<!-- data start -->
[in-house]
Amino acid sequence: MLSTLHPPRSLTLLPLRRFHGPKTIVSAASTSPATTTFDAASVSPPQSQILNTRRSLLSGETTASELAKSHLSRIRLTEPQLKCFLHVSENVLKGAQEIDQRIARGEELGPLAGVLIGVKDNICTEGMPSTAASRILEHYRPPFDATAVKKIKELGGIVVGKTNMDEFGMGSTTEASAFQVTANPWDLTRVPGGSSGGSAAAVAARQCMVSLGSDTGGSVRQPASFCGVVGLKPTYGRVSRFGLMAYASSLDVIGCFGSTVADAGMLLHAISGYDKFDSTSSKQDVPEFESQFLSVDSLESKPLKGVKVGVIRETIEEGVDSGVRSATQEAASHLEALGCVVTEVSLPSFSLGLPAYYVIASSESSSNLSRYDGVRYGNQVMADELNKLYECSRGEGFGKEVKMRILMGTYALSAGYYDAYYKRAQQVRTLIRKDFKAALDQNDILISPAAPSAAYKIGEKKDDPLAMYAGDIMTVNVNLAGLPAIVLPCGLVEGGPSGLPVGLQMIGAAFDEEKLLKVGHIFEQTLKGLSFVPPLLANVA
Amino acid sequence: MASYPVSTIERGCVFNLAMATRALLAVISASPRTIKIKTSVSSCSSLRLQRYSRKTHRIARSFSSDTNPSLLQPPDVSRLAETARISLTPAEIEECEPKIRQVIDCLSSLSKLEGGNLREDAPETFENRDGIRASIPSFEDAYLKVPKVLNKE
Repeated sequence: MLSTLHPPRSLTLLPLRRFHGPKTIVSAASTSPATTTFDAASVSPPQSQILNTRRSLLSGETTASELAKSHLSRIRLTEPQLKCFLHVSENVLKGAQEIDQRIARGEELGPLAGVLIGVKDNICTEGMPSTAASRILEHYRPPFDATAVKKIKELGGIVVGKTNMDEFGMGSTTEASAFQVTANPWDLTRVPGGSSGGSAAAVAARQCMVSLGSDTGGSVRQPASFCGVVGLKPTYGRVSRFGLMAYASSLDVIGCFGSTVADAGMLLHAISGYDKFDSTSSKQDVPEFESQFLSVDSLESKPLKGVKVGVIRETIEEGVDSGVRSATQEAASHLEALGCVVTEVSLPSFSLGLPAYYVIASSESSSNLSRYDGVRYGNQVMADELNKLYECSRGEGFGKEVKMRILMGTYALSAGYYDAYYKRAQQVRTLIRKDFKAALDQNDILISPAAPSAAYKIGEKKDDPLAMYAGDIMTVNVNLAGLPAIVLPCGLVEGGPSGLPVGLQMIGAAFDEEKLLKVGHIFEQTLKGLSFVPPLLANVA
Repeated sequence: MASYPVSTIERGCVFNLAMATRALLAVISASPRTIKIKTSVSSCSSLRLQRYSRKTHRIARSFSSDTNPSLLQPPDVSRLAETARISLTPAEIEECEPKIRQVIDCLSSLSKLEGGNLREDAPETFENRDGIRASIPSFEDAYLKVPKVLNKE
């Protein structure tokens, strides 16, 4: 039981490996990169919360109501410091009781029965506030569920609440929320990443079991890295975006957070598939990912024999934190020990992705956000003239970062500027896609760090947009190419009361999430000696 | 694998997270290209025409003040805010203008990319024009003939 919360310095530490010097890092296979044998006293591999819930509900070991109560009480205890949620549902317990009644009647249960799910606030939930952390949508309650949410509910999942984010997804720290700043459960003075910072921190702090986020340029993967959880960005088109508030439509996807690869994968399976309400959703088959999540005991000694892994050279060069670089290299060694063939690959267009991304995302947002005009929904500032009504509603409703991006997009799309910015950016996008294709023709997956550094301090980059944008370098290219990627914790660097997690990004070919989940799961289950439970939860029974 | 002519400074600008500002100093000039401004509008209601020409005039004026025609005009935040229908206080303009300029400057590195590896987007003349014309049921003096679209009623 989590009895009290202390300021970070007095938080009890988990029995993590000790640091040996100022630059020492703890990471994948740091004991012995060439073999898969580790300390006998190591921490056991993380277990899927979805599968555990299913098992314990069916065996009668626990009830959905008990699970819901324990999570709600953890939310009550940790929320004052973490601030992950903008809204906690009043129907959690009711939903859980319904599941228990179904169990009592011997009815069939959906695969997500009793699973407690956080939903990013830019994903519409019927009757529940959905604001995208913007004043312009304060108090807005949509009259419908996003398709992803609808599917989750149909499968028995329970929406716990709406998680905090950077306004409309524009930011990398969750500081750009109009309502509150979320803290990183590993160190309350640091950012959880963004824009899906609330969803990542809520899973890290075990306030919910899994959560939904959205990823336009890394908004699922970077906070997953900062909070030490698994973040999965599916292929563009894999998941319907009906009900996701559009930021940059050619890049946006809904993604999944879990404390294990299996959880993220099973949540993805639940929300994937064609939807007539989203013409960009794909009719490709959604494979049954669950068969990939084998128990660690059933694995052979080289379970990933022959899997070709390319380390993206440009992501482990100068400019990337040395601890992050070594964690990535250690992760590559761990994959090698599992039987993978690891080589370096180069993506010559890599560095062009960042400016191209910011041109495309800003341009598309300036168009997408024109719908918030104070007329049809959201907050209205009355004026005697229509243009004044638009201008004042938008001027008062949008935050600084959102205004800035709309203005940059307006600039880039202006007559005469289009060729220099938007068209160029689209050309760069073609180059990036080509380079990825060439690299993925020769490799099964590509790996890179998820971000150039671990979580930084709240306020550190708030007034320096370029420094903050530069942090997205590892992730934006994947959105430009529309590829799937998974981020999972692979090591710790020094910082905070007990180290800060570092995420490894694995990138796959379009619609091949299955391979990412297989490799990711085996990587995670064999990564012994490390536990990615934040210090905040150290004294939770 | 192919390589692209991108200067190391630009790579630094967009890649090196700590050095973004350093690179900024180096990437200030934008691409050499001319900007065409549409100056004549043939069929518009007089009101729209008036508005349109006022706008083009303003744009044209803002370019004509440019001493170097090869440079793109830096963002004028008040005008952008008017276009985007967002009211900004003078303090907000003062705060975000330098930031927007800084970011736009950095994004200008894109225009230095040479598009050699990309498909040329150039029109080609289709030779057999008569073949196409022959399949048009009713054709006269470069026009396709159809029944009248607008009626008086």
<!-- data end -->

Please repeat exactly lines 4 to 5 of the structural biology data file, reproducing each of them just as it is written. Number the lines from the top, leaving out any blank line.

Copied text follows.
Repeated sequence: MLSTLHPPRSLTLLPLRRFHGPKTIVSAASTSPATTTFDAASVSPPQSQILNTRRSLLSGETTASELAKSHLSRIRLTEPQLKCFLHVSENVLKGAQEIDQRIARGEELGPLAGVLIGVKDNICTEGMPSTAASRILEHYRPPFDATAVKKIKELGGIVVGKTNMDEFGMGSTTEASAFQVTANPWDLTRVPGGSSGGSAAAVAARQCMVSLGSDTGGSVRQPASFCGVVGLKPTYGRVSRFGLMAYASSLDVIGCFGSTVADAGMLLHAISGYDKFDSTSSKQDVPEFESQFLSVDSLESKPLKGVKVGVIRETIEEGVDSGVRSATQEAASHLEALGCVVTEVSLPSFSLGLPAYYVIASSESSSNLSRYDGVRYGNQVMADELNKLYECSRGEGFGKEVKMRILMGTYALSAGYYDAYYKRAQQVRTLIRKDFKAALDQNDILISPAAPSAAYKIGEKKDDPLAMYAGDIMTVNVNLAGLPAIVLPCGLVEGGPSGLPVGLQMIGAAFDEEKLLKVGHIFEQTLKGLSFVPPLLANVA
Repeated sequence: MASYPVSTIERGCVFNLAMATRALLAVISASPRTIKIKTSVSSCSSLRLQRYSRKTHRIARSFSSDTNPSLLQPPDVSRLAETARISLTPAEIEECEPKIRQVIDCLSSLSKLEGGNLREDAPETFENRDGIRASIPSFEDAYLKVPKVLNKE